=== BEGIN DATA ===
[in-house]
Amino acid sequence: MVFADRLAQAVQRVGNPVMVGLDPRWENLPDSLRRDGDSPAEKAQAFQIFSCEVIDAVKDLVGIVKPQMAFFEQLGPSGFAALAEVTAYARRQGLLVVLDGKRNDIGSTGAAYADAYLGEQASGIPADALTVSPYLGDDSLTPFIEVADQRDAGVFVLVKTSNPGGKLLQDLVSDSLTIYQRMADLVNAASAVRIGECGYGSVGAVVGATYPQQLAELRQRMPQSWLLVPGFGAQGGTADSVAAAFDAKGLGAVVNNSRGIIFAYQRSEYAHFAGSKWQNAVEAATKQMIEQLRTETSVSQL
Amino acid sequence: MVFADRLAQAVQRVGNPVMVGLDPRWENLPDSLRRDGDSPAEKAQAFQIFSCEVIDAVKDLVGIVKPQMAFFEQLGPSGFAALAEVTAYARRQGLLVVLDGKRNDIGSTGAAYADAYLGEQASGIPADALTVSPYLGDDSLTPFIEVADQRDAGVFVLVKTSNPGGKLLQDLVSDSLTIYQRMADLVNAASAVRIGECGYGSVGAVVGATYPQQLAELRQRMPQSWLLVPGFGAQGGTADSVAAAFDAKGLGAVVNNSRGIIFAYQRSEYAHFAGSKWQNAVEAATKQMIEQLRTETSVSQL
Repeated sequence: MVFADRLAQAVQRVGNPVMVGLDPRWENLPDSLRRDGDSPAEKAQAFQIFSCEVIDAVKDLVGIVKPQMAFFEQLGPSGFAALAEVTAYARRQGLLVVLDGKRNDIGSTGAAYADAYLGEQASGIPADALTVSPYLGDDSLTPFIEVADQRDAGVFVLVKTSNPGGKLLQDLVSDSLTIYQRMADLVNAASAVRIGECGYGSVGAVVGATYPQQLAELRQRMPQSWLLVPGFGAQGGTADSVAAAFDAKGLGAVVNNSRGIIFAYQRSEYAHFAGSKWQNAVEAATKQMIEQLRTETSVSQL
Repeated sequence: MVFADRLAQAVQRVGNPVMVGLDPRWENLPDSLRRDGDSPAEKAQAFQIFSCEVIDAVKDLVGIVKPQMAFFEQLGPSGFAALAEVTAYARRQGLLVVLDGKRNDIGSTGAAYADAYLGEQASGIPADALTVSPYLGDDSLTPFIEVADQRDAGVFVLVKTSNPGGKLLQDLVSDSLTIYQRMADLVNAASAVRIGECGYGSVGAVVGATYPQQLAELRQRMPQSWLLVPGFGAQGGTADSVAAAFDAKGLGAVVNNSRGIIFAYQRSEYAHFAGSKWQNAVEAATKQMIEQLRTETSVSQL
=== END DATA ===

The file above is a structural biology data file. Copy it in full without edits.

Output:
[in-house]
Amino acid sequence: MVFADRLAQAVQRVGNPVMVGLDPRWENLPDSLRRDGDSPAEKAQAFQIFSCEVIDAVKDLVGIVKPQMAFFEQLGPSGFAALAEVTAYARRQGLLVVLDGKRNDIGSTGAAYADAYLGEQASGIPADALTVSPYLGDDSLTPFIEVADQRDAGVFVLVKTSNPGGKLLQDLVSDSLTIYQRMADLVNAASAVRIGECGYGSVGAVVGATYPQQLAELRQRMPQSWLLVPGFGAQGGTADSVAAAFDAKGLGAVVNNSRGIIFAYQRSEYAHFAGSKWQNAVEAATKQMIEQLRTETSVSQL
Amino acid sequence: MVFADRLAQAVQRVGNPVMVGLDPRWENLPDSLRRDGDSPAEKAQAFQIFSCEVIDAVKDLVGIVKPQMAFFEQLGPSGFAALAEVTAYARRQGLLVVLDGKRNDIGSTGAAYADAYLGEQASGIPADALTVSPYLGDDSLTPFIEVADQRDAGVFVLVKTSNPGGKLLQDLVSDSLTIYQRMADLVNAASAVRIGECGYGSVGAVVGATYPQQLAELRQRMPQSWLLVPGFGAQGGTADSVAAAFDAKGLGAVVNNSRGIIFAYQRSEYAHFAGSKWQNAVEAATKQMIEQLRTETSVSQL
Repeated sequence: MVFADRLAQAVQRVGNPVMVGLDPRWENLPDSLRRDGDSPAEKAQAFQIFSCEVIDAVKDLVGIVKPQMAFFEQLGPSGFAALAEVTAYARRQGLLVVLDGKRNDIGSTGAAYADAYLGEQASGIPADALTVSPYLGDDSLTPFIEVADQRDAGVFVLVKTSNPGGKLLQDLVSDSLTIYQRMADLVNAASAVRIGECGYGSVGAVVGATYPQQLAELRQRMPQSWLLVPGFGAQGGTADSVAAAFDAKGLGAVVNNSRGIIFAYQRSEYAHFAGSKWQNAVEAATKQMIEQLRTETSVSQL
Repeated sequence: MVFADRLAQAVQRVGNPVMVGLDPRWENLPDSLRRDGDSPAEKAQAFQIFSCEVIDAVKDLVGIVKPQMAFFEQLGPSGFAALAEVTAYARRQGLLVVLDGKRNDIGSTGAAYADAYLGEQASGIPADALTVSPYLGDDSLTPFIEVADQRDAGVFVLVKTSNPGGKLLQDLVSDSLTIYQRMADLVNAASAVRIGECGYGSVGAVVGATYPQQLAELRQRMPQSWLLVPGFGAQGGTADSVAAAFDAKGLGAVVNNSRGIIFAYQRSEYAHFAGSKWQNAVEAATKQMIEQLRTETSVSQL